Reductio Ad Absurdum: Eternal Copyright Is Crazy... But What About Today's Copyright Term?

from the where's-the-limit dept

A ton of folks have sent in Adrian Hon's brilliant satirical "modest proposal" for eternal copyright. If you haven't yet read it, you should. Here's a snippet:
But what, I ask, about your great-great-great-grandchildren? What do they get? How can our laws be so heartless as to deny them the benefit of your hard work in the name of some do-gooding concept as the "public good", simply because they were born a mere century and a half after the book was written? After all, when you wrote your book, it sprung from your mind fully-formed, without requiring any inspiration from other creative works – you owe nothing at all to the public. And what would the public do with your book, even if they had it? Most likely, they'd just make it worse.

No, it's clear that our current copyright law is inadequate and unfair. We must move to Eternal Copyright – a system where copyright never expires, and a world in which we no longer snatch food out of the mouths of our creators' descendants. With eternal copyright, the knowledge that our great-great-great-grandchildren and beyond will benefit financially from our efforts will no doubt spur us on to achieve greater creative heights than ever seen before.

However, to make it entirely fair, Eternal Copyright should be retroactively applied so that current generations may benefit from their ancestors' works rather than allowing strangers to rip your inheritance off. Indeed, by what right do Disney and the BBC get to adapt Alice in Wonderland, Sleeping Beauty, and Sherlock without paying the descendants of Lewis Carroll, the Brothers Grimm, and Arthur Conan Doyle?

Of course, there will be some odd effects. For example, the entire Jewish race will do rather well from their eternal copyright in much of the Bible, and Shakespeare's next of kin will receive quite the windfall from the royalties in the thousands of performances and adaptations of his plays – money well earned, I think we can all agree.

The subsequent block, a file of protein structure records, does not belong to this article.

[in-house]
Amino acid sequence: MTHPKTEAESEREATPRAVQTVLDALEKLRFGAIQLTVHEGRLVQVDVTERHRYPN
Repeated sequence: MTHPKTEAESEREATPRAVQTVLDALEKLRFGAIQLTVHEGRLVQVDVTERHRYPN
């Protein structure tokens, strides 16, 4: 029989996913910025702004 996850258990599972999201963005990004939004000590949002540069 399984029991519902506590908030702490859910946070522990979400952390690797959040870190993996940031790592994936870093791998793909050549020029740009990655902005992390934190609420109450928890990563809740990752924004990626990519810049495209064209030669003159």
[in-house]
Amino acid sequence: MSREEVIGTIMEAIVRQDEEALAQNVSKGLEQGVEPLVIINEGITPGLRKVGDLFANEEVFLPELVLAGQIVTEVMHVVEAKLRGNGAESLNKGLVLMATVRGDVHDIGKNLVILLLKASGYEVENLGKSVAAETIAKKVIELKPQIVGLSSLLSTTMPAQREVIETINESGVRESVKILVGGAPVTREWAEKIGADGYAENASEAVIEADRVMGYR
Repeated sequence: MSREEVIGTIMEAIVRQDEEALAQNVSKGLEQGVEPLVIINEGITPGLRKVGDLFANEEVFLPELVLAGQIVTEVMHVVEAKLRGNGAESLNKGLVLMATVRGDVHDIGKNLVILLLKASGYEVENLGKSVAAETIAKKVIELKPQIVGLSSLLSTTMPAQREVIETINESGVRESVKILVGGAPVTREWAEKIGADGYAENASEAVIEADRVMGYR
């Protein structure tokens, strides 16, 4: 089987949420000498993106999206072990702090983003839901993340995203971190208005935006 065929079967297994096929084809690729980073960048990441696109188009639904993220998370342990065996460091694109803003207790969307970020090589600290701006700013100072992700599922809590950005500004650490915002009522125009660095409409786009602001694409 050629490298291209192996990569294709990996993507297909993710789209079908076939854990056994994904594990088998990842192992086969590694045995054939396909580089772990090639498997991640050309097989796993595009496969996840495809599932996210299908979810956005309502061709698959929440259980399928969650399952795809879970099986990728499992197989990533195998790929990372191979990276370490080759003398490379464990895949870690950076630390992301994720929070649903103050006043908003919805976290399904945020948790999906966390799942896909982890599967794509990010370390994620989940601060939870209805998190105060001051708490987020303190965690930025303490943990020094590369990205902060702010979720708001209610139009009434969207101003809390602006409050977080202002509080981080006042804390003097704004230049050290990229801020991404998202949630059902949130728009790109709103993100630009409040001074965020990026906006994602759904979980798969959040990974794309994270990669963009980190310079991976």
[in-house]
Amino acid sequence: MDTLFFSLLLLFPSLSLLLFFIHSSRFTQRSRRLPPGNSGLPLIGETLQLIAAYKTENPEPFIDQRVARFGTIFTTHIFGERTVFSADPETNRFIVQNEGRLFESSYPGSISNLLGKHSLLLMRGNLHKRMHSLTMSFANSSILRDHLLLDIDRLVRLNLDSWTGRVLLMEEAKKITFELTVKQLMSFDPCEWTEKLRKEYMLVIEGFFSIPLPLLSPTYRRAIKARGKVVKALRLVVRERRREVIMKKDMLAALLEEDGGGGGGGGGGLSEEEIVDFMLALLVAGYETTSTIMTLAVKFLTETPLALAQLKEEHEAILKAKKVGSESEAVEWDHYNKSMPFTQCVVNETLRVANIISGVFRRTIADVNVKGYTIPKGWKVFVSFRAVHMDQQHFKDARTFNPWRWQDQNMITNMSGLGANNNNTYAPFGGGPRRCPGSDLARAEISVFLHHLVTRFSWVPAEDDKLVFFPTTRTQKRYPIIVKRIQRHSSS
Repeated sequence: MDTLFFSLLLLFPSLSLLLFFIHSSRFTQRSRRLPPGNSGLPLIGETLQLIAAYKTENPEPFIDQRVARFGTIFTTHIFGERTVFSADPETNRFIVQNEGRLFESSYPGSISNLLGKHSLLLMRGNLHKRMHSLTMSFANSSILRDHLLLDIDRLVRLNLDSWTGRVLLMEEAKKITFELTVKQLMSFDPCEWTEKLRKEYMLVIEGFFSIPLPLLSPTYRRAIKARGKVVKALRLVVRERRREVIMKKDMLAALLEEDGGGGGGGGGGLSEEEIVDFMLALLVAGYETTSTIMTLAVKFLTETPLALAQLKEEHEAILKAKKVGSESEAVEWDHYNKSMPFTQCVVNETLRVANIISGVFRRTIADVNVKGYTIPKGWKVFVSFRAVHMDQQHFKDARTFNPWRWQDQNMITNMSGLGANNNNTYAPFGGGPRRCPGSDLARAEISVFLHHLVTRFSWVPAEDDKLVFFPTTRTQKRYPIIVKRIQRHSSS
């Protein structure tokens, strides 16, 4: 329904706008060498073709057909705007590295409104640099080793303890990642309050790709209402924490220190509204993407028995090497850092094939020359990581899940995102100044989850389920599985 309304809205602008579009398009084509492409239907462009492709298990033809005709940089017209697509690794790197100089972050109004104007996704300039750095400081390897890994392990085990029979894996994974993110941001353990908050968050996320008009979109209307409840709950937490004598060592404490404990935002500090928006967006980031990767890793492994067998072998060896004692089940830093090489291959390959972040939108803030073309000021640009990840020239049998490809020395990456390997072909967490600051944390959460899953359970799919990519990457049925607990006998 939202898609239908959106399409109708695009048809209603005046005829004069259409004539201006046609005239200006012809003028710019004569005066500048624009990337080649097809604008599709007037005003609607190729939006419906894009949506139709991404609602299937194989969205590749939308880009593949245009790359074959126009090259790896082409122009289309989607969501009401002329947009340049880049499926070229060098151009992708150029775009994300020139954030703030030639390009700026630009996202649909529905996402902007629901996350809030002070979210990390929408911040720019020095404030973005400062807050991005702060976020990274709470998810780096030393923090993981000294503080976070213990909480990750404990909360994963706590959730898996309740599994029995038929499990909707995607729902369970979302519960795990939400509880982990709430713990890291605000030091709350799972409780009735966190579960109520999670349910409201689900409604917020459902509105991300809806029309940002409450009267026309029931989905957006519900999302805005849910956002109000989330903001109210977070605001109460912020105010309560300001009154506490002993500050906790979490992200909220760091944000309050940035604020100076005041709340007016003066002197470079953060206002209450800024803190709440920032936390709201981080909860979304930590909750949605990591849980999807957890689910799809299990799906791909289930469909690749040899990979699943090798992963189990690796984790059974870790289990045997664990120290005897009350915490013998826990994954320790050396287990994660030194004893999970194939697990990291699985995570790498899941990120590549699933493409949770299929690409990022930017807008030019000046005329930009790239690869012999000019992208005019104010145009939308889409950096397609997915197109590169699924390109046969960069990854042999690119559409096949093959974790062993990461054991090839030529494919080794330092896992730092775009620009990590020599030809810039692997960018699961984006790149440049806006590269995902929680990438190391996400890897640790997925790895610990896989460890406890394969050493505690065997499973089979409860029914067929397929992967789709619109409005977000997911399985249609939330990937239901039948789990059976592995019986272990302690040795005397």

Of course, it's easy to laugh at satire like this... until you remember that some make such arguments seriously. But, similarly, it seems worth recognizing that for most of us, copyright is already effectively eternal. Here in the US nothing has entered the public domain in quite some time and it's questionable if or when anything new will enter the public domain... as most people fully expect Disney to push for another copyright term extension as Mickey Mouse approaches the public domain yet again.

So if you laugh at this kind of satire, remember it's this kind of "satire" that we effectively live under today with the existing copyright regime. That is... until lawmakers finally come to their senses over the ridiculous length of copyright today.

Filed Under: copyright, eternal copyright, life plus, term


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  1. identicon
    ASTROBOI, 25 Feb 2012 @ 5:22am

    So how about this?

    Since so many people are determined to turn imaginary property into real property....how about this? Real property passes from person to person, generation to generation without a problem. That's why your house can be willed to your kids and why somebody else got a house when his parents died. But there is a price. Taxes. If you own real property you must pay real estate taxes. If you don't the state eventually takes your property away. So let all imaginary property owners register their creations as property. Tax them accordingly and sieze their property to be auctioned off if they don't pay their taxes. Now watch how fast the value of a movie or tune plummets. Watch how many old books are abandoned to the public domain. And look! A whole new area of tax revenue for our broke government. So you think your 70 year old movie is worth millions? Great! You can share some of that wealth with the public and the government that protects your so-called property. Just like real estate owners do.

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